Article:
Assez d’études pour conclure ?

Les études sur le végétarisme et le végétalisme sont-elles suffisantes pour conclure à l’innocuité des ces alimentations, à des avantages ou à des risques ?
De nombreuses publication soulignent la rareté des études existantes, leur faible qualité, le faible niveau de preuve, le manque de résultats cohérents et leur hétérogénéité, les risques de biais, et réclament des études prospectives d’ampleur, de qualité et de durée suffisante.

A Systematic Review of the Association Between Vegan Diets and Risk of Cardiovascular Disease [Texte]
Kaiser et al.
Journal of Nutrition, 2021

Using the Grading of Recommendations Assessment, Development and Evaluation approach, evidence was deemed to be of low to very low strength/quality.
[…] Among the Western populations studied, evidence weakly demonstrates associations between vegan diets and risk of CVDs, with the direction of associations varying with the specific CVD outcome tested. However, more high-quality research on this topic is needed.

Meta-analysis of effect of vegetarian diet on ischemic heart disease and all-cause mortality [Texte]
Jabri et al.
American Journal of Preventive Cardiology, 2021

A vegetarian diet, compared with a non-vegetarian diet, was associated with a reduced risk of ischemic heart disease mortality, whereas it had no effect on all-cause and cerebrovascular mortality. However, the results are to be considered with caution considering the low certainty of evidence.

Vegetarian and Vegan Weaning of the Infant: How Common and How Evidence-Based? A Population-Based Survey and Narrative Review [Texte]
Baldassare et al.
Environmental research and public health, 2020

To date, consistent findings to support both the safety and feasibility of alternative weaning methods are still lacking.

Systematic review and meta-analysis of the associations of vegan and vegetarian diets with inflammatory biomarkers [Texte]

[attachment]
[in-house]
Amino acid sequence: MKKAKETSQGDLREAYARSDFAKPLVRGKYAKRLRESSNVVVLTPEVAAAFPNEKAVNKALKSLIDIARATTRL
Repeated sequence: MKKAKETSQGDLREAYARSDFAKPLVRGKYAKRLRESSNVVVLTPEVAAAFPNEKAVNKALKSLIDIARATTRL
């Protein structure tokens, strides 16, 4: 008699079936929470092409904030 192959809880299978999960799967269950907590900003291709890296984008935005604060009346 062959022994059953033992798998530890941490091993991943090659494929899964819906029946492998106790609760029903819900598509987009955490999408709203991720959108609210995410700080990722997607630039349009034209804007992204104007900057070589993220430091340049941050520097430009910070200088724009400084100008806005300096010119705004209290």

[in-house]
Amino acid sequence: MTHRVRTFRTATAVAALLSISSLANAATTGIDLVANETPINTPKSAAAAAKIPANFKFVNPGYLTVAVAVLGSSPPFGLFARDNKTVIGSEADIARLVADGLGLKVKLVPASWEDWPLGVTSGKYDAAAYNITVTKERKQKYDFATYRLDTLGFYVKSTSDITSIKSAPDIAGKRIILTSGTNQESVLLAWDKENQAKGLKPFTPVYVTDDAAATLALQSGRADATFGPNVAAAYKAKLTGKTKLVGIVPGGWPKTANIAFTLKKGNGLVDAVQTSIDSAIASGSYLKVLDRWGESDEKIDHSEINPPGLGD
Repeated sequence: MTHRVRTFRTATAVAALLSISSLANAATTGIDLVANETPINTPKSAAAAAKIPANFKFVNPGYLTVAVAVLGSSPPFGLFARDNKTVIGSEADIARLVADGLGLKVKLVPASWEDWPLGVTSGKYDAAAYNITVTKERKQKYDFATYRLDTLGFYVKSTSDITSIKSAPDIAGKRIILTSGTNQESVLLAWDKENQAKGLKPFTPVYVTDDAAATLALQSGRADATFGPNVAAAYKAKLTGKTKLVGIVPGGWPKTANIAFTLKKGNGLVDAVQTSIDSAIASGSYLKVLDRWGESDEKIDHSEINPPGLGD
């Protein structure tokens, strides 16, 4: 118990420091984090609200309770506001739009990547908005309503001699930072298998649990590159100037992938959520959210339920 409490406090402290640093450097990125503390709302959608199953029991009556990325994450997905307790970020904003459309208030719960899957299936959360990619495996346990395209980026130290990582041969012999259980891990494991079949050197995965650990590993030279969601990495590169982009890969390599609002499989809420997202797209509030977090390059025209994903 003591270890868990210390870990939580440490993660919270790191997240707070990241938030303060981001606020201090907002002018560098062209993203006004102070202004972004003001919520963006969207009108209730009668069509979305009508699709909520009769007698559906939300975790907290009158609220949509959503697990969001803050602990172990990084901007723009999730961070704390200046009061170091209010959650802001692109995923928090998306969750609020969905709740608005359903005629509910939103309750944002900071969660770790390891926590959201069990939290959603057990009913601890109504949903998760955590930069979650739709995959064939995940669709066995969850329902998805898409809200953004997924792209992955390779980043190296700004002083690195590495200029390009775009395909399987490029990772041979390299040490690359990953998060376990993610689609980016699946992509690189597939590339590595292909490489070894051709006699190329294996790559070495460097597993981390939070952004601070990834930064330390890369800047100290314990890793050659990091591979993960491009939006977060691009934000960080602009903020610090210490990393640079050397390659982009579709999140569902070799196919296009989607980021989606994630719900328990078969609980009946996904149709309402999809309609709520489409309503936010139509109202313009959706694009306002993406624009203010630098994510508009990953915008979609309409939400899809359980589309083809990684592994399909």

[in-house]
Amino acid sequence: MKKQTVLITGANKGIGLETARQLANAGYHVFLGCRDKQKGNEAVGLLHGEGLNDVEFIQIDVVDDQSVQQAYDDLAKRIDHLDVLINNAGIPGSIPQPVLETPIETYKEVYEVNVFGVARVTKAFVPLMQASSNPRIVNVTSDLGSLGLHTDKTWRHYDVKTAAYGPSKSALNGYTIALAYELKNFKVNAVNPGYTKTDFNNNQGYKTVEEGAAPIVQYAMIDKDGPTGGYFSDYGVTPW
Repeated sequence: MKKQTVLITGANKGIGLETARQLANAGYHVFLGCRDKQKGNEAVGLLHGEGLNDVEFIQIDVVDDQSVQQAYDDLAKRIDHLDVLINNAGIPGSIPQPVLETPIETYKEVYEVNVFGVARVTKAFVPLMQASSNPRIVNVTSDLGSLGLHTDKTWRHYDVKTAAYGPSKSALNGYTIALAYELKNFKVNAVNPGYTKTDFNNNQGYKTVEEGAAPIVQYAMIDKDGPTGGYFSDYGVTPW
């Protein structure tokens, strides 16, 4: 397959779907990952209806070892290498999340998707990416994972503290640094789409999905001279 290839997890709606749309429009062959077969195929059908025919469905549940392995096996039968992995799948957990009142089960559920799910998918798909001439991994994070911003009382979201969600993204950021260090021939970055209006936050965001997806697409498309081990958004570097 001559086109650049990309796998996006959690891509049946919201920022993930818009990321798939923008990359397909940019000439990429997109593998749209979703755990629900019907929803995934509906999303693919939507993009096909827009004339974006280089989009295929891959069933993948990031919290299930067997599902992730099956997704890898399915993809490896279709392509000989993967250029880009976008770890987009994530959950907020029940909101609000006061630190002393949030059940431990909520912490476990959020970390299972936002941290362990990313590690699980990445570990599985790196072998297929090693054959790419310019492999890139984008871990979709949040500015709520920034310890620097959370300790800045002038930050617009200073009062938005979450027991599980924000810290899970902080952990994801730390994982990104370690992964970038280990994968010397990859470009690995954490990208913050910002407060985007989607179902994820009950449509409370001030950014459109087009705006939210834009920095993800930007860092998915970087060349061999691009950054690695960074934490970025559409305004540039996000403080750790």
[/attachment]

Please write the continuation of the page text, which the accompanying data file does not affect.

Menzel et al.
Nature scientific reports, 2020

Despite strong associations between CRP and a vegan or vegetarian diet were seen, further research is needed, as most inflammatory biomarkers were investigated only in single studies so far.

Effects of vegan complementary feeding on the health of children from 6 to 24
months of age : literature review [Abstract]

Diaz & Yadira
Pontificia Universidad Javeriana, 2019

Conclusion: The scarce literature available on the subject, the heterogeneity of the studies and the biases that may occur in the sample populations, do not allow to conclude the benefits and risks that vegan diets may present in the health and nutritional status of Children from 6 to 24 months old.

Is a vegetarian diet safe to follow during pregnancy? A systematic review and meta-analysis of observational studies [Abstract]
Tan et al.
Critical studies in food science and nutrition, 2019

 Given the high heterogeneity of the included studies, lack of high-quality evidence, and limited studies included for each category, we failed to reach conclusive results regarding the risks of hypospadias, intrauterine growth retardation, maternal anemia, and gestational diabetes mellitus.[…] Asian vegetarian mothers presented increased risks to deliver babies with LBW than those of omnivores. Large-scale prospective studies focusing on pre- and/or early gestational nutrition will help clarify the correlation between vegetarian diet and various pregnancy outcomes.

Alimentation végétarienne et ­végane chez les enfants et ­adolescents [Texte]
Bieri et al.
Forum médical suisse, 2018

Pour conclure, il convient de mentionner qu’il y a un besoin urgent de clarification et de recherche sur les conséquences à long terme d’une alimentation végétarienne ou végane chez les enfants. Il n’existe jusqu’à présent guère de données sur les répercussions métaboliques, les bénéfices, mais aussi les risques à long terme d’un régime sans viande durant l’enfance

Vegetarian Diets in Children? – An Assessment from Pediatrics and Nutrition Science [Abstract]
Kersting et al, 2018